Valve wants you to forget that they've already made one attempt at producing a Half-Life movie. The result, "Half-Life: Uplink," was so bad that they blocked its release. I, however, have seen the five-minute long string of vomit held together by MPEG compression and I can honestly say that it's one of the worst things ever. Like most game to movie conversions, it's only very loosely based on the subject matter. The main character of the short film isn't even Gordon Freeman, it's a smirking, retarded British reporter named Jaz Meadows. He spends most of the movie climbing up a ladder to escape from an invisible alien while supposedly dead marines blink at the camera.
Let's face it, even if a Half-Life movie manages to get made, a bunch of stuff is going to get lost in the translation and it'll probably be pretty terrible. As things stand right now, the most successful and entertaining video game to film conversion is probably "Mortal Kombat," and that's not exactly a momentous achievement, is it? Even if Valve writes the script themselves, the studio that picks up the rights will mangle the concept beyond belief with poor casting and inexplicable subplots involving a cute, scrappy little kid.
With the aid of my crystal pokeball, I have looked into the future and procured the press kit for 2004's "Half-Life: The Movie."
Gordon Freeman - Ben Affleck
After losing the role of "Duke Nukem" to buddy Matt Damon, Ben signed on to play Black Mesa researcher and alien ass-kicker Gordon Freeman because "Half-Life and Duke Nukem are both videogames so it'll be basically the same." While the videogame incarnation of Gordon Freeman didn't utter a single word, his big screen counterpart will have plenty to say to the invading aliens. "Gordon may be a scientist," says Affleck, "But he's got a sense of humor. In this one scene I kill a zombie scientist and say 'Looks like somebody needs their morning coffee!' It's really funny!" Ben hopes to bring his signature style and grace - showcased to its fullest in "Pearl Harbor" - to the Half-Life project.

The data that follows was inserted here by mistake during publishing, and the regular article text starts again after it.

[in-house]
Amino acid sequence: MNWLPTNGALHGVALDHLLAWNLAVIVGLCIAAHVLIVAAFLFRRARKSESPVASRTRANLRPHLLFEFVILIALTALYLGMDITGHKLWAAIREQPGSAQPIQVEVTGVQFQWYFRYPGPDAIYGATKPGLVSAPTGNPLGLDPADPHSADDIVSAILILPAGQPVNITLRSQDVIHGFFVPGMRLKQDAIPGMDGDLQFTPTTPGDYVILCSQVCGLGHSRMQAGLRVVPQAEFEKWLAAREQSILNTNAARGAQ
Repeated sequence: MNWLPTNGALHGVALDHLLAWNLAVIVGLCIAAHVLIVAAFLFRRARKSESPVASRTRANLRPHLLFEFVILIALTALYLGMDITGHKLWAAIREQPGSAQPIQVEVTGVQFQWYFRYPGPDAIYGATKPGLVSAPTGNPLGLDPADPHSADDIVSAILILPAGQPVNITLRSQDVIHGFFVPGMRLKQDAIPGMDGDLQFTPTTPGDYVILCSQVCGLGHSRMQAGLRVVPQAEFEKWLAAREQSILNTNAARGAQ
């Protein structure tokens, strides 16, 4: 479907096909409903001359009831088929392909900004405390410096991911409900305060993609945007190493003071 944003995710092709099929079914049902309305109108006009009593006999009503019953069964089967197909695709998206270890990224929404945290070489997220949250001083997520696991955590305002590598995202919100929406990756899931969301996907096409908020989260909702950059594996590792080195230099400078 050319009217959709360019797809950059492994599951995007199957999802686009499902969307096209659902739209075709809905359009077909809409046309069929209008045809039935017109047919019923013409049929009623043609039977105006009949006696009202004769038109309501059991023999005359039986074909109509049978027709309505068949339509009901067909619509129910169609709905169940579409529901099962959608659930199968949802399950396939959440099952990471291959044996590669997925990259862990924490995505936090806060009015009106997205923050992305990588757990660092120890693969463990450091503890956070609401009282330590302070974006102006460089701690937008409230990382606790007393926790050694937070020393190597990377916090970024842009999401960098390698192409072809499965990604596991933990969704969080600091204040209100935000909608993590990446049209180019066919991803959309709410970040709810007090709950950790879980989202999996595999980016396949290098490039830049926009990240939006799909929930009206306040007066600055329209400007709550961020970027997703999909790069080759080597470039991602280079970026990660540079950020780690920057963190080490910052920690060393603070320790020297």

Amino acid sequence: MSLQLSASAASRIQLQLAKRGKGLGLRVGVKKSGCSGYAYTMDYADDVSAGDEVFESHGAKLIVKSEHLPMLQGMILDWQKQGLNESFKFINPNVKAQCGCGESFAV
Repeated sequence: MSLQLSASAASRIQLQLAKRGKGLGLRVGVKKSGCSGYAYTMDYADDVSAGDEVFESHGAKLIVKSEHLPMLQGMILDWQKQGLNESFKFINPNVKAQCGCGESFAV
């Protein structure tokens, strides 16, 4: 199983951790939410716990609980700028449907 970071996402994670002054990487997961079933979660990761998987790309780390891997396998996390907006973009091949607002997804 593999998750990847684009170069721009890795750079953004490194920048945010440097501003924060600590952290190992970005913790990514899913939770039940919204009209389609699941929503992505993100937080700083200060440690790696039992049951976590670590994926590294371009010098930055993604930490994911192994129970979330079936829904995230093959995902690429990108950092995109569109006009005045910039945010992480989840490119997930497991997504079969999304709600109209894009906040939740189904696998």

Betty Bozsuum (formerly Barney The Security Guard) - Shannon Elizabeth
While the version of Barney the helpful security guard in the videogame was loosely based on Don Knotts, the motion picture incarnation of the character adds a few shapely curves to the mix. "American Pie's" Shannon Elizabeth plays the sultry French security guard sidekick. "Betty is tough, yet seductive," says Elizabeth. "I don't want to give anything away, but Gordon Freeman is going to need all the help he can get in the bowels… of Black Mesa. The sparks will be flying in more ways than one!" Half-Life director Paul "Starship Troopers" Verhoeven also notes that "While the… aliens may have destroyed the inter-dimensional laser, the showers are still working and perhaps Betty and Gordon will have time to take a break from saving the world?"